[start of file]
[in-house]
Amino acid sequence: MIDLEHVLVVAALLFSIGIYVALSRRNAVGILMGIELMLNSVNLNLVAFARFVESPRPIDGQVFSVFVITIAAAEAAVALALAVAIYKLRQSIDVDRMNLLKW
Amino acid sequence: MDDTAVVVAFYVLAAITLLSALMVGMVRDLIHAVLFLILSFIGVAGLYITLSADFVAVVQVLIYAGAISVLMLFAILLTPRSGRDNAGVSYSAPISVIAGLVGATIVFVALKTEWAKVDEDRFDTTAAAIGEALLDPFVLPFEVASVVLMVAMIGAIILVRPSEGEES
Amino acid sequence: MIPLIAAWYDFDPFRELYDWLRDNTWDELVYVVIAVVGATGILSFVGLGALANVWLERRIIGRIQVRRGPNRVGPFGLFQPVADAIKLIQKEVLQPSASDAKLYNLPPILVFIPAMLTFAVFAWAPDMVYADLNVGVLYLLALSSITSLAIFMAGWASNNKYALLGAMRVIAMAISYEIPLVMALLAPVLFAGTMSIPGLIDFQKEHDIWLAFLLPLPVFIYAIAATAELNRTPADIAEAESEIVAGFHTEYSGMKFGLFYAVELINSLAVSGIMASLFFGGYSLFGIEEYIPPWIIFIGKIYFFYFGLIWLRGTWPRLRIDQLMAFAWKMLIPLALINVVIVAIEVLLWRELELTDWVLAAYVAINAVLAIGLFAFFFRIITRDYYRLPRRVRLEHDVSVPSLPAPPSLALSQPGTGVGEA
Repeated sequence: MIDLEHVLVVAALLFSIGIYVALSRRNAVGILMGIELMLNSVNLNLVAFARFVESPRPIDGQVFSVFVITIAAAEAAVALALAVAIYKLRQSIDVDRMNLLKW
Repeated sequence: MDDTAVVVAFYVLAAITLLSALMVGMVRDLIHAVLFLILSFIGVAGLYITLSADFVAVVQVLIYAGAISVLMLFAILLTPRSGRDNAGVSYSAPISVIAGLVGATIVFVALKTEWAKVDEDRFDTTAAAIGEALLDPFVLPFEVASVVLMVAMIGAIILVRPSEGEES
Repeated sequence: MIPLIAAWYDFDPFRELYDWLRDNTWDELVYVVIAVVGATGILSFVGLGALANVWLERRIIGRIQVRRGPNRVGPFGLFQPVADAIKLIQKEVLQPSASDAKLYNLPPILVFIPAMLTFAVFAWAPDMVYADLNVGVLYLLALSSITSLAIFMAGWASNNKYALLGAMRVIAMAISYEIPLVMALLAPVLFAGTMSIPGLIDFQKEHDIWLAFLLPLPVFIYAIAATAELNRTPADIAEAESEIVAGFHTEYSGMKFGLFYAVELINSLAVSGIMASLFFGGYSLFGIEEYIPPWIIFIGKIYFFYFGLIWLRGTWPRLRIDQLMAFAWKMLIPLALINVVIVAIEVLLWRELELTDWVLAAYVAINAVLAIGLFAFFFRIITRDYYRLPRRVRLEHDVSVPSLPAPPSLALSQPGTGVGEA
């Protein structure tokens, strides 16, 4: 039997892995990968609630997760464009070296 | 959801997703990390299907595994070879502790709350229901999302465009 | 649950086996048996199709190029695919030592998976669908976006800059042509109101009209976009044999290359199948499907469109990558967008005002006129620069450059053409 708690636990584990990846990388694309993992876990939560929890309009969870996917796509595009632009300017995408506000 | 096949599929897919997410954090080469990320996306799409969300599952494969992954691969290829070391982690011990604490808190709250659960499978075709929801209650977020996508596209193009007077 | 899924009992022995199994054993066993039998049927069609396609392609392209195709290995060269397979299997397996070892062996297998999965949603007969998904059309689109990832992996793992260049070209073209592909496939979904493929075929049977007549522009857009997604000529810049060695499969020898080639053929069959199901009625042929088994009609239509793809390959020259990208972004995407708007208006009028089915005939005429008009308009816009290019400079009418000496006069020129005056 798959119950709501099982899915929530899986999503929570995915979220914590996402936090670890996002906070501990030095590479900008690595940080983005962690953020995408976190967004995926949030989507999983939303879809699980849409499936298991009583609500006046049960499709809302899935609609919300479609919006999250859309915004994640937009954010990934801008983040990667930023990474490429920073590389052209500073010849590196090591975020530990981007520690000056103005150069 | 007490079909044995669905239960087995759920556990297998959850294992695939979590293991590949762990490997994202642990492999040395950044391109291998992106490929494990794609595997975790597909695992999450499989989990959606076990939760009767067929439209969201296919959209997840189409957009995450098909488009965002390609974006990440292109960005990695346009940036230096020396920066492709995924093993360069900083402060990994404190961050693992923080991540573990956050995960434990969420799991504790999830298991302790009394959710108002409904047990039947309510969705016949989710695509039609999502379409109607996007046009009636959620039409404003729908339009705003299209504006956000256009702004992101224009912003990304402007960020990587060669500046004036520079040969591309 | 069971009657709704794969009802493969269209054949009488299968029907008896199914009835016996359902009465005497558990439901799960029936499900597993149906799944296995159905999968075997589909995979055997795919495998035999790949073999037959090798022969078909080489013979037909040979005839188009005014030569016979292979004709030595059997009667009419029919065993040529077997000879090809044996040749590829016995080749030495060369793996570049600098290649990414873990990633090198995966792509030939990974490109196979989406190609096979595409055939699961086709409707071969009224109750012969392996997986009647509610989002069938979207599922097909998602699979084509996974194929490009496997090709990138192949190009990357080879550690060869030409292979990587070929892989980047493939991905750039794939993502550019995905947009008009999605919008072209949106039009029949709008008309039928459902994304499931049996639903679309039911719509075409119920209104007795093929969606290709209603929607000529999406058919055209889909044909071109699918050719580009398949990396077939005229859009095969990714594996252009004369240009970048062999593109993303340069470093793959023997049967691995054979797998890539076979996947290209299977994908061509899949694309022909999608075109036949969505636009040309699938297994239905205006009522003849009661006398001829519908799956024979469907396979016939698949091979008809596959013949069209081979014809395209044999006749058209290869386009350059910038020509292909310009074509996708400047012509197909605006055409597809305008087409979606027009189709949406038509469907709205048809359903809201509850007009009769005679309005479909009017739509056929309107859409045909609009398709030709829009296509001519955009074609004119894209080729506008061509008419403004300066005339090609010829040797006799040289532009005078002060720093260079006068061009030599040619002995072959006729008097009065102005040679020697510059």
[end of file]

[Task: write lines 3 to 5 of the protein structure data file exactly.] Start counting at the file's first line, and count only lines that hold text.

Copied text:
Amino acid sequence: MDDTAVVVAFYVLAAITLLSALMVGMVRDLIHAVLFLILSFIGVAGLYITLSADFVAVVQVLIYAGAISVLMLFAILLTPRSGRDNAGVSYSAPISVIAGLVGATIVFVALKTEWAKVDEDRFDTTAAAIGEALLDPFVLPFEVASVVLMVAMIGAIILVRPSEGEES
Amino acid sequence: MIPLIAAWYDFDPFRELYDWLRDNTWDELVYVVIAVVGATGILSFVGLGALANVWLERRIIGRIQVRRGPNRVGPFGLFQPVADAIKLIQKEVLQPSASDAKLYNLPPILVFIPAMLTFAVFAWAPDMVYADLNVGVLYLLALSSITSLAIFMAGWASNNKYALLGAMRVIAMAISYEIPLVMALLAPVLFAGTMSIPGLIDFQKEHDIWLAFLLPLPVFIYAIAATAELNRTPADIAEAESEIVAGFHTEYSGMKFGLFYAVELINSLAVSGIMASLFFGGYSLFGIEEYIPPWIIFIGKIYFFYFGLIWLRGTWPRLRIDQLMAFAWKMLIPLALINVVIVAIEVLLWRELELTDWVLAAYVAINAVLAIGLFAFFFRIITRDYYRLPRRVRLEHDVSVPSLPAPPSLALSQPGTGVGEA
Repeated sequence: MIDLEHVLVVAALLFSIGIYVALSRRNAVGILMGIELMLNSVNLNLVAFARFVESPRPIDGQVFSVFVITIAAAEAAVALALAVAIYKLRQSIDVDRMNLLKW